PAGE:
An Anatomy of a Flower Shoot – Part 4

This post is Part 4 of “An Anatomy of a Flower Photo Shoot” and I will discuss “framing and composition”.

First let’s talk about “framing” your subject. In order to “frame” your subject, you must “identify” your subject.  When we are photographing flowers, that means you need to decide if you are going to photograph the entire flower or just part of the flower. I believe that in order to learn to “frame” your image, you need to get to know your subject through photographing it from different angles and with different lenses, if possible.

If you photograph the entire flower, “framing” the image may include leaves and other flowers that add to or support the subject. While you are “framing” the subject you want to determine what elements will add to the flower and become part of the subject  and what elements will take away from the image creating two or more subjects.  For example, sometimes wild or unruly stems or leaves can detract from the overall image so you would want to crop in-camera to properly “frame” the flower image. That may require photographing the flower in portrait orientation instead of landscape orientation. 

Note: cropping in-camera is ALWAYS preferable to cropping after the fact and I will discuss more on that subject later in this post.

If you are only going to photograph a portion of the flower, “frame” just the part of the image you want to be the subject, again using different angles (and lenses, if possible) as well as different orientations (portrait/landscape). In most cases, cropping close in the camera means that you are deliberately eliminating leaves, other flowers, and possibly even the stem of the flower.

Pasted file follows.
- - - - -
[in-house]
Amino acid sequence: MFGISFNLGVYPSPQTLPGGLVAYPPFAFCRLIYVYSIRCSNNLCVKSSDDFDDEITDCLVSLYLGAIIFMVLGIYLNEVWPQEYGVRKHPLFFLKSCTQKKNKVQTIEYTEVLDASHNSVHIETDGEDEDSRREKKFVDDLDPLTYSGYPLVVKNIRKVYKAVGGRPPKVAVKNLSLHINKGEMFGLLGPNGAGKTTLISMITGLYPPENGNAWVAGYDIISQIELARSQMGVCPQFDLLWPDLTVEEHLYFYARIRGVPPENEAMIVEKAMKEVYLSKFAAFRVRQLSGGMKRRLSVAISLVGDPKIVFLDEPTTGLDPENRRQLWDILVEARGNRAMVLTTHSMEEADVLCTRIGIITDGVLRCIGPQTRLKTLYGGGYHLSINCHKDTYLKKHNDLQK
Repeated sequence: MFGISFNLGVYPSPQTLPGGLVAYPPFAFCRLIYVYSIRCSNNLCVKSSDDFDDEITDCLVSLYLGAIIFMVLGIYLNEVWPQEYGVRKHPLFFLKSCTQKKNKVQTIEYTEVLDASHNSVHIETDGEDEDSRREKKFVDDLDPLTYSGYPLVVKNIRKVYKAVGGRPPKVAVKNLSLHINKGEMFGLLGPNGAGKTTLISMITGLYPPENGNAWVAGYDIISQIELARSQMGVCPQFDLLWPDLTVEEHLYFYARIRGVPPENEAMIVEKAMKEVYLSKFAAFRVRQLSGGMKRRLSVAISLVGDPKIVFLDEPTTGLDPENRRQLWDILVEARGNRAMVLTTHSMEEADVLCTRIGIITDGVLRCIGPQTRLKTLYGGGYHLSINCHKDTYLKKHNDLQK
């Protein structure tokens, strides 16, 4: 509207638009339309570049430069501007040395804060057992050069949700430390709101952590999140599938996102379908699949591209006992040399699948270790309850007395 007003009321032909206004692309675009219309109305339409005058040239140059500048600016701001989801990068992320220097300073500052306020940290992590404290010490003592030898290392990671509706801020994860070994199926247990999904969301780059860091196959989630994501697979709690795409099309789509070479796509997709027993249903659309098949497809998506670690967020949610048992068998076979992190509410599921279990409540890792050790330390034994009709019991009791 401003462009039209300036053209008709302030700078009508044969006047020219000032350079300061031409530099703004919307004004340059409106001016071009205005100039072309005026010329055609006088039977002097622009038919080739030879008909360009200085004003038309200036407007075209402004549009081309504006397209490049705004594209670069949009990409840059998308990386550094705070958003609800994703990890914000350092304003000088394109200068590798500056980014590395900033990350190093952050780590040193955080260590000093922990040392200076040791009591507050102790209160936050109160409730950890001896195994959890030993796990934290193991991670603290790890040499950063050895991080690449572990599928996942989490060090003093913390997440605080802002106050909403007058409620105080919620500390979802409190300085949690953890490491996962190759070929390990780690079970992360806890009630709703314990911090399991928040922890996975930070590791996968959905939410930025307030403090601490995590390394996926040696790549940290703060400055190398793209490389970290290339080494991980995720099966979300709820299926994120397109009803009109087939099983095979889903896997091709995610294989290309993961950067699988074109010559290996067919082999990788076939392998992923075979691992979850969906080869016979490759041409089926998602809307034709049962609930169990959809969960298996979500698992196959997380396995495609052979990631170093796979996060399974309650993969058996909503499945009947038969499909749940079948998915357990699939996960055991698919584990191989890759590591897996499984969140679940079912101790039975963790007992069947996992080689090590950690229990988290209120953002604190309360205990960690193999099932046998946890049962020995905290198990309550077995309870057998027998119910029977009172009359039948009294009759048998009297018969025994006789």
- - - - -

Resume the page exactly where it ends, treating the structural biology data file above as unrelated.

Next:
Once you make a determination on what your subject is and you have a pleasing frame, check your “composition”.  I’m not a huge believer in “rules”,  like the rule of thirds, or the golden spiral, but I believe that sometimes it is wise to put your flower image off center (left or right) to leave negative space in the image.  A good thing to remember is that if the flower is facing left, the negative space should be to the left of the flower and if the flower is facing right, the negative space should be to the right of the flower.

There are no wrong decisions here.  Always remember that you are the artist and after all is said and done,  you are the one that has to enjoy the image.  I believe that if you enjoy your image, others will enjoy it as well.

Let’s look at four images of the same flower below.  I shot six different poses of the flower using both landscape and portrait orientations.  I also used three different lenses and framed for centered and rule of thirds compositions.  Below are my four favorite images fro the shoot with detail on my equipment and lighting.

This image was shot with my Nikon D5500 and my Nikon 70-200mm lens set to f/2.8 under cloud cover. Standing about 4 feet away from the flower, I was able to achieve enough depth of field to get the stamen in focus as well as most of the petals closest to the the lens.  It was important to me to be able to show the depth and levels of petals that made up this flower but I also wanted to include the full stem as well as some leaves from another flower that were on the upper left of the flower. Since, I didn’t want there to be two subjects (the leaf in the upper corner and the flower), so I chose a shooting angle that grouped those two visuals (the leaf and the flower) creating one subject.

This image was shot with my Nikon D500 and Nikkor 105mm macro set to f/4 under an umbrella.  Again, I wanted to show the depth and and levels of petals that made up this flower but I wanted to bring it front and center to grab the attention of the viewer. I new that using f/4 to blur my background would result in a fairly narrow depth of field; however, because I was using a crop sensor camera, I could stand a farther away from the flower (approximately 18 inches) which increased my depth of field.  I wanted the stamen and the petals closest to the camera in focus and I was able to accomplish that at f/4; however, I would have stopped-down my aperture to obtain the level of focus I was looking for, even if that meant my background would have more focus, and therefore more distraction.  Distractions can be fixed in Photoshop in a variety of ways; however, depth of field cannot be fixed in Photoshop.